29 March 2010

Climbing for active rest

Some of you commented from my last post asking if you could use light climbing as active rest between hard climbing days, and how to judge the intensity. Yes you can do this, but there are some obvious pitfalls. The first is obviously if the ‘light’ climbing isn’t light enough. It’s more of a problem if you are sport climbing than any other discipline. The routes have to feel really quite easy, so at the end of the session you should probably feel fresher than at the start.
Climbers on short (1-2 week) sport climbing trips often tell themselves they’ll just have a light day as active rest so they can avoid having to discipline a boring full rest day while staying at a dream destination. Tough as it is in the short term, the full rest day often works out better down the line. Most climbers standard goes steadily downhill during trips as they  to more volume than they can handle and end up with hands and muscles so totally trashed they can hardly look at a route by the last day. So while on trip, when you are doing more climbing than you are generally accustomed to, full rest is often the best idea. But if you are climbing at home and especially if you know the active rest  climbs/circuits you want to do, you will be less tempted to overdo it, and you might actually help your recovery.
If you are bouldering for some reason it’s a little easier psychologically to discipline yourself to an easy session, just focusing on movement, and jumping off anytime you hit a hard move or get pumped. It’s also easier to fit a very short session in, just ‘swinging past’ the crag to nip up a handful of problems in 30 minutes and then leave before breakfast/lunch or on the way to something else. Adventurous trad is by far the easiest and best active rest day for climbers. It’s great fun, and it’s not hard to find routes that will still feel engaging without being physically challenging. If you are up to it, free-soloing on easy ground is a nice active rest day that's definitely not for everyone.
Don’t get hung up on which grade would be the correct intensity - it’s a guaranteed way to get the intensity wrong. Just focus on how you feel. If you feel like you are recovering and feeling fresher as the session goes on, you’ve got it right.

17 March 2010

Serious resting

I have been reading many books recently in research for a book I am writing. Reading texts on different aspects of professional sport, and training science always makes me feel small. I understand a little more each time how amateur climbing training is compared to real athletes. One of the biggest areas climbers let themselves down is when it comes to resting.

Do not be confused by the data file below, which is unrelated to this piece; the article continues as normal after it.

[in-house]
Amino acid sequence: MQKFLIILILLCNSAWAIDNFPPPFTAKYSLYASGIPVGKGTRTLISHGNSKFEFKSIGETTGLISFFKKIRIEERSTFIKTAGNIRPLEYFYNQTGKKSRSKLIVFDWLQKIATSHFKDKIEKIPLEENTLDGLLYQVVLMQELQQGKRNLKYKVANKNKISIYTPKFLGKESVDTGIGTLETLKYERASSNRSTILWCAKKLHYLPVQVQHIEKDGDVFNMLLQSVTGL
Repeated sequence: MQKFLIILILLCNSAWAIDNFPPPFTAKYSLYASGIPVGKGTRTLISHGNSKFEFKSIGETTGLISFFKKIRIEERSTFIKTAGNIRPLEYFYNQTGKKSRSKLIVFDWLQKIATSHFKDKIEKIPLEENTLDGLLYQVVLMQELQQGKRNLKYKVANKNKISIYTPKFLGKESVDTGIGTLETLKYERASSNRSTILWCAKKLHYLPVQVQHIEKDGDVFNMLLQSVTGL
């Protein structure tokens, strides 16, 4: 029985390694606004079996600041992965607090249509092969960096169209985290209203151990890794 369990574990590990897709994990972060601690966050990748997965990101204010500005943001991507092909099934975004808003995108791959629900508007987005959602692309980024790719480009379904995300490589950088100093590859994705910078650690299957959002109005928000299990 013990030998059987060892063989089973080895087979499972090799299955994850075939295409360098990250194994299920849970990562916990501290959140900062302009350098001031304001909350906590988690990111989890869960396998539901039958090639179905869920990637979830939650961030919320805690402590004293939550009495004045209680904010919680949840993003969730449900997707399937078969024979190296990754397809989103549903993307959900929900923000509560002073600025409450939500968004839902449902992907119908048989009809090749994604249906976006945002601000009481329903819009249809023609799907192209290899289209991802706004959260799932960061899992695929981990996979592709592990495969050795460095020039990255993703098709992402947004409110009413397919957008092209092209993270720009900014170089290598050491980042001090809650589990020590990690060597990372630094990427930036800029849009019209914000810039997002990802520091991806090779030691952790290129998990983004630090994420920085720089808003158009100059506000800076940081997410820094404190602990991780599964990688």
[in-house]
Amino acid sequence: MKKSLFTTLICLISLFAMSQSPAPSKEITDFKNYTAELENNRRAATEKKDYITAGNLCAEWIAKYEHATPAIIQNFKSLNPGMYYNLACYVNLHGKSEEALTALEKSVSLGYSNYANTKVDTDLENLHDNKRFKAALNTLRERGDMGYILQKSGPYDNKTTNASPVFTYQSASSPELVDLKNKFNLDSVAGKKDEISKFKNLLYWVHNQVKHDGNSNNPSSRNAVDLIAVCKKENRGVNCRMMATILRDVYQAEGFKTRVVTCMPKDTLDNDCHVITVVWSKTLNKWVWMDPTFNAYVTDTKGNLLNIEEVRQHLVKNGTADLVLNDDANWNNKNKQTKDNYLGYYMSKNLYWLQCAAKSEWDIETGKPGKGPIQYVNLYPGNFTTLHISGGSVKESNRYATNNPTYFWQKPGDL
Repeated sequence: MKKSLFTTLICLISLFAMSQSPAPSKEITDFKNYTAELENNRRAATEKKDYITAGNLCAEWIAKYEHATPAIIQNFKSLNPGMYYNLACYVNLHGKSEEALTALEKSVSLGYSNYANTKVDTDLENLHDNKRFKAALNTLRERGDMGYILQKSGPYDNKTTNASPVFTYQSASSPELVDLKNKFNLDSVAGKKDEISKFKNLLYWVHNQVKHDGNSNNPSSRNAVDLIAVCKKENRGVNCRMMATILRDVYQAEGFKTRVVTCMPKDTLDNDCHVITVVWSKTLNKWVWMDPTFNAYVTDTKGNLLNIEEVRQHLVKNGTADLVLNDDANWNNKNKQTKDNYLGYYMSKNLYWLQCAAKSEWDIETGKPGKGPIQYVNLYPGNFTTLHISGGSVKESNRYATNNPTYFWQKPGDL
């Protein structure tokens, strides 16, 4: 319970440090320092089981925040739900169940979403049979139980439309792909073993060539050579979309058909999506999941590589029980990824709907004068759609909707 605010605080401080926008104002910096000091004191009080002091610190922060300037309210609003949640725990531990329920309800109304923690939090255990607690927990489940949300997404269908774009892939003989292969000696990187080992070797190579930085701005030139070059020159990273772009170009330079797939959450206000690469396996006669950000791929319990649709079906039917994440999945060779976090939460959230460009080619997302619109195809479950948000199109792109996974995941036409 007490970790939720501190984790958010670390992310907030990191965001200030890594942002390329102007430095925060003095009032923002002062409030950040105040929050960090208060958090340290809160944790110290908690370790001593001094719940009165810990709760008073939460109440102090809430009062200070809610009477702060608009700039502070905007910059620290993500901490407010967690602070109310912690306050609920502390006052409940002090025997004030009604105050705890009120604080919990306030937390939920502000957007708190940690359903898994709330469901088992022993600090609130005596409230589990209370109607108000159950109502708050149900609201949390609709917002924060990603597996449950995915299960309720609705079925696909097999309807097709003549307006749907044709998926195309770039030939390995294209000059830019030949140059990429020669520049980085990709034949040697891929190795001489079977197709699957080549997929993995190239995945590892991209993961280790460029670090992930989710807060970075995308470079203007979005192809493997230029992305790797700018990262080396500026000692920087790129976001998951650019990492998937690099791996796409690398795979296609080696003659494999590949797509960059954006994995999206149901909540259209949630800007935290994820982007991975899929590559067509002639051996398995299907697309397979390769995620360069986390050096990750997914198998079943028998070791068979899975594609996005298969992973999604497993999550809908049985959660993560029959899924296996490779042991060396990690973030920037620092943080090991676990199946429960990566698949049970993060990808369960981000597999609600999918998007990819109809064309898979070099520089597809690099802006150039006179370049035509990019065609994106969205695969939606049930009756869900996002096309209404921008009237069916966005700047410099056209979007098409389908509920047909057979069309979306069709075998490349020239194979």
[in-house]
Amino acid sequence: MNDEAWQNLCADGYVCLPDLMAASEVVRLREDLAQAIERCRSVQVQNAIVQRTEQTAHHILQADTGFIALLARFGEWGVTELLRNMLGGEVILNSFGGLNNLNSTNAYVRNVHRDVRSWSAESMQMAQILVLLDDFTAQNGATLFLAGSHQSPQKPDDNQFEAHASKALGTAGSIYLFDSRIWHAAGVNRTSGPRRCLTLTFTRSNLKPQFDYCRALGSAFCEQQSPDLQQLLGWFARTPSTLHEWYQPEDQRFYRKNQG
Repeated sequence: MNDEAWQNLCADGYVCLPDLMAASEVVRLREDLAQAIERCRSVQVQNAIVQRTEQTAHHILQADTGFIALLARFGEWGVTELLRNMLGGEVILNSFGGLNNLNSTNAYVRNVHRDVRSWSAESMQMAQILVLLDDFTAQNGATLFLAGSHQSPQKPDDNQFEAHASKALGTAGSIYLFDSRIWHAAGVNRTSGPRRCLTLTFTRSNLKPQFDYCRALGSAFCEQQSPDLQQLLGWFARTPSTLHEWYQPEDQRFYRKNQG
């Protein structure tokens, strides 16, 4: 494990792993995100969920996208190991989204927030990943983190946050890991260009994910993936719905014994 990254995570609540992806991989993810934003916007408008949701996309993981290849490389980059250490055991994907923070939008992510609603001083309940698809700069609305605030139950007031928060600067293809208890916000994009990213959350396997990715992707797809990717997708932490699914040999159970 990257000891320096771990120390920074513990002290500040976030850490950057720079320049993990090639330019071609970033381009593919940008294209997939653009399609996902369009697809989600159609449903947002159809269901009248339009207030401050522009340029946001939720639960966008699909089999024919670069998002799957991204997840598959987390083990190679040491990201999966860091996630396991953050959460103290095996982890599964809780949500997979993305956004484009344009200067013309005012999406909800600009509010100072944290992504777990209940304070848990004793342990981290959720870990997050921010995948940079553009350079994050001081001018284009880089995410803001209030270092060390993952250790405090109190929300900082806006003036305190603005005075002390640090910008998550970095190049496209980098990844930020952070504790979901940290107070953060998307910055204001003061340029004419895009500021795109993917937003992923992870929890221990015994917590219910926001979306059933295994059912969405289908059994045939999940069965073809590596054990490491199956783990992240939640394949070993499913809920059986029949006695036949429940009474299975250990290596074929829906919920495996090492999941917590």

The term ‘resting’, just like ‘training’ causes all sorts of problems in discussion about it’s optimisation, because it brings up a very limited idea of what it involves. So lets think about it by it’s proper and more descriptive term - restoration. When we think of resting between bouts of climbing/training, it conjures up ideas of forgetting about your sport for a bit and just doing something else. Often the something else contributes to rather than relieves the training stress. 
Restoration is a better word because it describes the true goal, which is restoration of the capacity to train. For most people, rest days involve going to work. Everyone has to. But for a lot of people, going to work involves psychological and/or physical stress of other types. Even though the stressors are of a completely different nature, they add to the total amount of stress the body must recover from. And the result is incomplete recovery from the training. Of course, you can’t always do that much about it. Fine - but most climbers don’t recognise that their ‘normal’ training becomes overtraining during times when life gets busy and stress gets overloaded.
And restoration is not just about rest. Training is by definition an exceptional use of the body. And in response the restoration must be of exceptional quality if you expect your body to put up with such abuse for years on end. The quality of the rest time can be increased in all sorts of ways. Good sleep and diet are just the basics. 
Light general exercise is a really useful way to accelerate the recovery from summative general stress. Massage, heat, stretching, are three of countless other therapies that add to the speed you can recover from overworking your body. 
Serious climbers with the time to do all this stuff don’t do it either out of laziness or just being constantly too focused on the training to concern themselves with the other half of the picture. Serious weekend warriors with busy lives don’t do it either, often because they think all that stuff is only for the elite who do enough hard training to warrant it. It’s a mistake though - busy recreational climbers at a low-medium level in climbing suffer from overuse injuries just as much as the elite. Why? Because the recovery state of these climbers is poor and there is not enough build up of training load over time.
Another problem is that young climbers have never felt the frustration of long term injuries, and there is no message from the body that the tissue damage has already started. Young climbers - I guarantee those of you still trying to climb hard in 10-15 years time will curse yourself for not thinking about this now.